Commander focuses on suicide, provides division strong leadership
September 30, 2010
Fort Drum's commanding general walked to the middle of Memorial Park on Thursday morning, ordered several PT formations of Soldiers to fall out and asked them to assemble closely around him. In the crisp, predawn hours, they reflected on the lives of battle buddies who fought a fierce, cunning enemy and lost.
"Let me tell you something about suicide," said Maj. Gen. James L. Terry, 10th Mountain Division (LI) and Fort Drum commanding general, ahead of the post's 3rd annual Suicide Prevention Memorial Walk / Run. "Suicide impacts on everybody. ... (I) reach out personally to every person who I think is challenged and has stress in their life, who is approaching the point of taking their own life.
"And that's what I am asking each and every one of you to do," Terry added. "As leaders and as Soldiers, take care of each other. It's your buddies to your left and your right out there who know when you have got a problem. Take care of your battle buddy."
Suicide has become a major focus of Army leaders in recent years. Suicide rates have increased every year since 2005. More than 1,700 Soldiers attempted to take their own life last year; nearly 10 percent were successful.
At Fort Drum, the command emphasis on suicide awareness and prevention has been insistent.
"The 10th Mountain Division and Fort Drum have been very aggressive in the fight against suicide," said Charlene Smith, Fort Drum's Army Substance Abuse Program manager for the past two years. "We have brigade resiliency teams now set up. We have a wellness council set up. These things (help) us communicate on the installation between agencies and the units to make sure that we have all the services available for Soldiers, Families and Department of the Army civilians."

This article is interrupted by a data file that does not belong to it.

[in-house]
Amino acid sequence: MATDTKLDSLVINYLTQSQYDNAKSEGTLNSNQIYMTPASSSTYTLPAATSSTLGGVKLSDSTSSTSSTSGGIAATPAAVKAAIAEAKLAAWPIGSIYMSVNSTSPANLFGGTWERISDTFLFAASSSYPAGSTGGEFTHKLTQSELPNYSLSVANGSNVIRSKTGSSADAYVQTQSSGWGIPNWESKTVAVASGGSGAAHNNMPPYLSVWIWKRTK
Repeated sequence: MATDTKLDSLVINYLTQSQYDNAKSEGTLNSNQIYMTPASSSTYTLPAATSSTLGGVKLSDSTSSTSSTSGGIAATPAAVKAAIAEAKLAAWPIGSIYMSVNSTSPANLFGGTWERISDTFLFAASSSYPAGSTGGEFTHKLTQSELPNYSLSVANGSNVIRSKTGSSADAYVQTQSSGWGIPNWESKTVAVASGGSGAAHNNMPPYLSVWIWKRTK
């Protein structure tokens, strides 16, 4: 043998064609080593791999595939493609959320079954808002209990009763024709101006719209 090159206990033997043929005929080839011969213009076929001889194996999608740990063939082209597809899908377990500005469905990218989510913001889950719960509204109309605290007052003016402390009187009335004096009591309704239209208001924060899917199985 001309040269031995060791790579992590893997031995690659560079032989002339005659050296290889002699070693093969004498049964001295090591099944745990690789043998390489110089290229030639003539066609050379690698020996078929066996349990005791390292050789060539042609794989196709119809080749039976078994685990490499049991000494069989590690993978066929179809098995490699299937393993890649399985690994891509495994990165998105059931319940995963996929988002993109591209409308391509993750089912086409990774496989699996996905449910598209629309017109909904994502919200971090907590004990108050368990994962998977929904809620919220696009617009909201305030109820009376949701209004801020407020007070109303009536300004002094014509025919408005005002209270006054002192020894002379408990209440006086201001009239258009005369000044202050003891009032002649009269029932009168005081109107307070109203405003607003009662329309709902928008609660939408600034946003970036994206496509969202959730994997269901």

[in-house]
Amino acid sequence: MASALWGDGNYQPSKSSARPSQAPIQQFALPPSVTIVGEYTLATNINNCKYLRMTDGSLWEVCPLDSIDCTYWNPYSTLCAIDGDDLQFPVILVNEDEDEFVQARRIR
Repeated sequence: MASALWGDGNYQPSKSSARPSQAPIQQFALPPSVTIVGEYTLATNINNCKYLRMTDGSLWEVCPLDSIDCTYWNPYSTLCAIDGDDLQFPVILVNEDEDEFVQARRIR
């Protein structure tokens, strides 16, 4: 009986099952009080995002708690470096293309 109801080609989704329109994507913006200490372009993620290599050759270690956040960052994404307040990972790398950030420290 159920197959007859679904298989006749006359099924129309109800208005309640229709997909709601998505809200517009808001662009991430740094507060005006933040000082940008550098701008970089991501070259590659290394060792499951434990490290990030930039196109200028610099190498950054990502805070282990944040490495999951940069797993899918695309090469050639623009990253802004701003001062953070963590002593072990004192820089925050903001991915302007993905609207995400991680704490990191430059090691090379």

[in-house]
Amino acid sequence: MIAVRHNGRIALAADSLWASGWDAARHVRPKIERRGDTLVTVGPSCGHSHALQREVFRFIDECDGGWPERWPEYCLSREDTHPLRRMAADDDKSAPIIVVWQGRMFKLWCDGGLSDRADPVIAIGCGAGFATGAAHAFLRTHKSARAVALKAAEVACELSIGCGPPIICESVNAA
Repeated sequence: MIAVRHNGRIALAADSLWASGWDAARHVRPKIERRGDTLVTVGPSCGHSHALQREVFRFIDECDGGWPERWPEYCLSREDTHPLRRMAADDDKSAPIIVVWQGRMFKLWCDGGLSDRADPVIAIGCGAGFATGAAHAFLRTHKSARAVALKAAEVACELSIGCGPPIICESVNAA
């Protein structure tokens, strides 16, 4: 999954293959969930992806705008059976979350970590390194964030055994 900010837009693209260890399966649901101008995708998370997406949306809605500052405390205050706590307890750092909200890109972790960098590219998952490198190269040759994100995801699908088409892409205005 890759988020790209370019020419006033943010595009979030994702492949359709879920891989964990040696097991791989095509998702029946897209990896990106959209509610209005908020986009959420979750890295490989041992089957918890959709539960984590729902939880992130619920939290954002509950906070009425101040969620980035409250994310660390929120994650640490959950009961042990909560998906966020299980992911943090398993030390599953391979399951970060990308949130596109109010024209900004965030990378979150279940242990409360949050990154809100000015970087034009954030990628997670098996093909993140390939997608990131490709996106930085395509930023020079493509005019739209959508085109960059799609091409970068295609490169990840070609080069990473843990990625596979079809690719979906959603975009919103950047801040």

The mission of the Army Substance Abuse Program, the agency that sponsored the memorial walk, is to sustain the division's readiness by promoting a healthy lifestyle among Fort Drum Soldiers, Families, civilians and retirees.
"Someone struggling with depression needs to seek help," Smith said. "If someone just needs someone to talk to, they can walk into (a) chapel or the Behavioral Health building and find immediate help."
Smith also noted that community members can call the national suicide prevention's 24-hour hotline at (800) 273-TALK (8255).
For the hundreds who gathered Thursday morning, Terry explained the rationale of the memorial walk in a nutshell.
"The purpose today of this Suicide Awareness Memorial Walk is to remember our loved ones and our Mountain buddies who have taken their life," Terry said, "and to then increase our awareness about suicide, understand the stressors that are out there ... so we can take care of each other.
"Be Mountain strong, each and every one of you, and never accept defeat," Terry concluded. "(If) you get to this point of taking your own life, or if you're watching another Soldier being challenged by it, don't accept defeat.
"You take this message ... and you talk to your battle buddies, and you make sure we are doing what is right."